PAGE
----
Cultural and social condition of Russian system of power. The role of strong leaders in Russia
1. Cultural and social condition of Russian system of power. The role of strong leaders in Russia.
2. Masculinity of Russian President Vladimir Putin
3. Vladimir Putin in all his glory
4. Haven't you seen Putin riding a bear? That's what you get to do when you don't eat bread
5. My name is Putin, Vladimir Putin
6. A true man of the world
7. He loves aiming guns at things.
8. Putin is the most wanted man in Russia• Levada Center:
– Sex appeal - the most important quality Russians
look for in a partner - topping the list with 60% of
– “good looks” (59%)
– “even temperament” (42%) I
– “empathy” (5%)
– “an ability to overcome ill fortune” (1%)
9. “The most eligible bachelor in the country!”• Secrets of the Stars
– Most of the Russian
celebrities questioned by
the magazine said they
would consider marrying
– except former gymnast
Alina Kabaeva, long
rumoured to be his
mistress, who refused to
comment. “I like Putin for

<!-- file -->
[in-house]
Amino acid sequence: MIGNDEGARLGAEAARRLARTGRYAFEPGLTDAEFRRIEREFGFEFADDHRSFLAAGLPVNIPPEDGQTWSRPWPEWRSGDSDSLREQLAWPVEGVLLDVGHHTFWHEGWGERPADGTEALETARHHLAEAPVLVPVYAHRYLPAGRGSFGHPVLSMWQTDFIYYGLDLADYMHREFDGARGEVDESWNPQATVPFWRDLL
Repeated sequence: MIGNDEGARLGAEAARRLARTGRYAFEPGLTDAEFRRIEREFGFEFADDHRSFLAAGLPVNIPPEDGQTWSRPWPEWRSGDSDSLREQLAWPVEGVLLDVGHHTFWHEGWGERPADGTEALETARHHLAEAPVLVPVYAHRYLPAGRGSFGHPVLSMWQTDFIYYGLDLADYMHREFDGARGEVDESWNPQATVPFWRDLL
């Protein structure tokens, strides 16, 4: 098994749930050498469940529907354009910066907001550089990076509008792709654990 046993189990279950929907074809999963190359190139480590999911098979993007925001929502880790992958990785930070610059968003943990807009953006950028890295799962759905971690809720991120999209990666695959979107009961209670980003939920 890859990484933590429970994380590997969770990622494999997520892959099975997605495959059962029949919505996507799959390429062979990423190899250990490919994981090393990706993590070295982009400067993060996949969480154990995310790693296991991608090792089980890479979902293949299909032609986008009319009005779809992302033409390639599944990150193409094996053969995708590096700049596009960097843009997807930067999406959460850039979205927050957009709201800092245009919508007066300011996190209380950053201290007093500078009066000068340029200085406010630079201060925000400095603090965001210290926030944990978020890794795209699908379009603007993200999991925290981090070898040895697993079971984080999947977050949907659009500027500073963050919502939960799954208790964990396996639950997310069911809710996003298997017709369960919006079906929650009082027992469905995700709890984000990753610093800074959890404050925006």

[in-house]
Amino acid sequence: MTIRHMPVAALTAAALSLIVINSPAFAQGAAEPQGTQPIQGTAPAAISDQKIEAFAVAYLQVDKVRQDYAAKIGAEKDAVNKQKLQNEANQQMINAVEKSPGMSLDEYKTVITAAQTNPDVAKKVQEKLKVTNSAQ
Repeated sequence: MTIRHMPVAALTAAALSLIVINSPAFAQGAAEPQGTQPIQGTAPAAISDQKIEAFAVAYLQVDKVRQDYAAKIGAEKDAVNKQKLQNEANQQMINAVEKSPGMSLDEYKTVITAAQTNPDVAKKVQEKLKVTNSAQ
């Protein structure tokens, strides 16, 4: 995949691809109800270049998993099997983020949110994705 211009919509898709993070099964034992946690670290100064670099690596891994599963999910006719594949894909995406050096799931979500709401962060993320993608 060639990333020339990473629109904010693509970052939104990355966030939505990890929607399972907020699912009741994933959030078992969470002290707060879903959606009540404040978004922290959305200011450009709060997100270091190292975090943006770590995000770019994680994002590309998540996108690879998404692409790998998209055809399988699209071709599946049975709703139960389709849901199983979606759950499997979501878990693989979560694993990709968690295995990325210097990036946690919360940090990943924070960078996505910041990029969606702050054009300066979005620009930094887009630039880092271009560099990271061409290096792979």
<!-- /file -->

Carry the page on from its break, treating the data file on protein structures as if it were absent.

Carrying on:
his brain, his eloquence
and his masculinity
10. Hypermasculinity and Power• Putin’s instrumental deployment of hypermasculinity is as a strategy for
creating not just legitimacy, but also power.
• Putin’s public scripts and behaviors have, in different ways at different
times, been overwhelmingly derived and embellished from a masculine
menu that would be impermissible for Russian women.
– They also frequently demonstrate, in words and gestures,
• His active and absolute dominance over his interlocutors in ways that
would be unacceptable for other, subordinated men.
• The creation of Putin’s image, his scenario of power, becomes a
11. Putin - person of the ruler• Vyacheslav Volodin, Russian official, speaking at the Valdai Club, 22
– The attacks against Putin are attacks against Russia. Without Putin,
there is no Russia.
• Putin's macho aura is his image as a tough leader who will not
allow Western countries to weaken Russia or dictate what
Russia's domestic and foreign policies should look like
12. Putin and his image• Putin’s persona stands out as gendered in
three distinct registers:
1. visual imagery (the Russian Marlboro Man);
2. domination of the political sphere through
verbal attacks on other men;
3. a series of crude, macho aphorisms which have
been collected as “Putinisms.”